The Blue Earth Area School Board wants to change the way it is involved in the educational system at the Elmore Academy operated by Youth Services International (YSI).
Monday night, after hearing a proposal from BEA Schools Superintendent Evan Gough, the board voted to not renew a contract that essentially has hired a South Dakota entity to serve as the education administrator at the academy.
That contract is with the East Dakota Educational Cooperative (EDEC) located in Sioux Falls.
"Since 1998 the state has ruled that a school district is ultimately responsible for the education of all kids residing in the district," Gough says. "This is the case for any youth facility in the district as well."
BEA has hired EDEC to handle all administrative duties at Elmore, while YSI has had them hiring teachers and staff.
Gough says the BEA District needs to have more of an administrative oversight of the educational programming at Elmore Academy than has been the case in the past.
"I have been concerned over this contract situation," Gough told the board. "I am suggesting a significant change."
What the BEA superintendent suggests is ending the relationship with EDEC and entering into a new contract with YSI directly where YSI would hire the teachers and support staff at Elmore Academy, but Blue Earth Area will hire a part time administrator to oversee the educational programming at the facility.
Gough adds this change would be "cost neutral" to the district.
"The salary of the administrator would be billed to YSI," he says. "The BEA District would be paid back for this expense."
In fact, all of BEA's revenues and expenses concerning YSI and Elmore Academy are considered 'pass through' and do not affect the school's regular budget.
The BEA superintendent says the staff has already begun drafting an agreement with YSI for these changes and the new agreement will be presented to the board at a later time.
"We have always had a good working relationship with YSI and we expect that to continue," Gough says.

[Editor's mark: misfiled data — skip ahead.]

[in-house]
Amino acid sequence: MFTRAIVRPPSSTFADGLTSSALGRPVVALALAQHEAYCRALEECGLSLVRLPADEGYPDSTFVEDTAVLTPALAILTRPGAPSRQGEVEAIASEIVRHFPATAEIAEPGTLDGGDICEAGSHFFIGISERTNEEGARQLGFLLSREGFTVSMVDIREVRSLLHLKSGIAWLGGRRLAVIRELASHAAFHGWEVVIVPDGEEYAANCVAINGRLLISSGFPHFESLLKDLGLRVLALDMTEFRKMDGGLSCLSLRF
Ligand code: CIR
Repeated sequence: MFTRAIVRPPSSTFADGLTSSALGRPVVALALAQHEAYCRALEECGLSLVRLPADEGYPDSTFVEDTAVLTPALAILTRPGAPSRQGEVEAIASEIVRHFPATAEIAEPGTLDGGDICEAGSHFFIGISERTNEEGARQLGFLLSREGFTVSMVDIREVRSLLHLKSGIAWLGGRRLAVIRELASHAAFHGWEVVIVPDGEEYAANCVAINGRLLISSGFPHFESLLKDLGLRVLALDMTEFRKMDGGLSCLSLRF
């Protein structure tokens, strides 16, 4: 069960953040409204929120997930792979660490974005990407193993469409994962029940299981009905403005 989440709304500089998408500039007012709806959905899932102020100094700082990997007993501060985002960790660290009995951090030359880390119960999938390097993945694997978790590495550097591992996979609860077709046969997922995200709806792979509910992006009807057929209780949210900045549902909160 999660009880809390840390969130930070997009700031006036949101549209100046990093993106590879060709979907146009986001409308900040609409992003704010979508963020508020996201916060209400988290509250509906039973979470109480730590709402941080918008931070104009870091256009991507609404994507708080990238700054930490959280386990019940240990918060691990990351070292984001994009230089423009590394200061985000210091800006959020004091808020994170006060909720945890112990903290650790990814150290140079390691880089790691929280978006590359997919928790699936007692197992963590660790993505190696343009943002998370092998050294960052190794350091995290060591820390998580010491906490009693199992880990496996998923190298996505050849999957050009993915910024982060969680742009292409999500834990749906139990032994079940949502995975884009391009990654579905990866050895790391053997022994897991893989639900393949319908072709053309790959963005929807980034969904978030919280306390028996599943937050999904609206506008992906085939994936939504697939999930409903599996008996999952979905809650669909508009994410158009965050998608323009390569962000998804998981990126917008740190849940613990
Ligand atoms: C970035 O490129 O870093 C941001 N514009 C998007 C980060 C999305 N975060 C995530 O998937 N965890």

There will be an additional step to the new contract, once it is confirmed.
"We will also need to go through the Minnesota Department of Education approval process since we will be making a change to the educational programming at Elmore Academy," Gough says.
Austin Public Schools have a residential treatment facility in their district and the BEA administration has visited that facility, Gough says.
"We are looking at drawing up an agreement that is similar to the Austin Public Schools agreement," Gough says.
The BEA superintendent adds he has no issues with how EDEC has conducted their administrative work at Elmore Academy in the past, but feels the BEA District just needs to be more hands on with the education programming there.
"It has made me nervous," he adds. "If we are ultimately responsible for administering education there, we should be involved, and not just let someone else handle it."
Gough also says that recent stories in the Register concerning investigations at Elmore Academy by state agencies were not part of this decision to be more involved in the education at the facility.
"It really had nothing to do with this those incidences were not related to the education programs," he says. "I have had this concern for some time and felt we needed to be more involved. The two items are not related."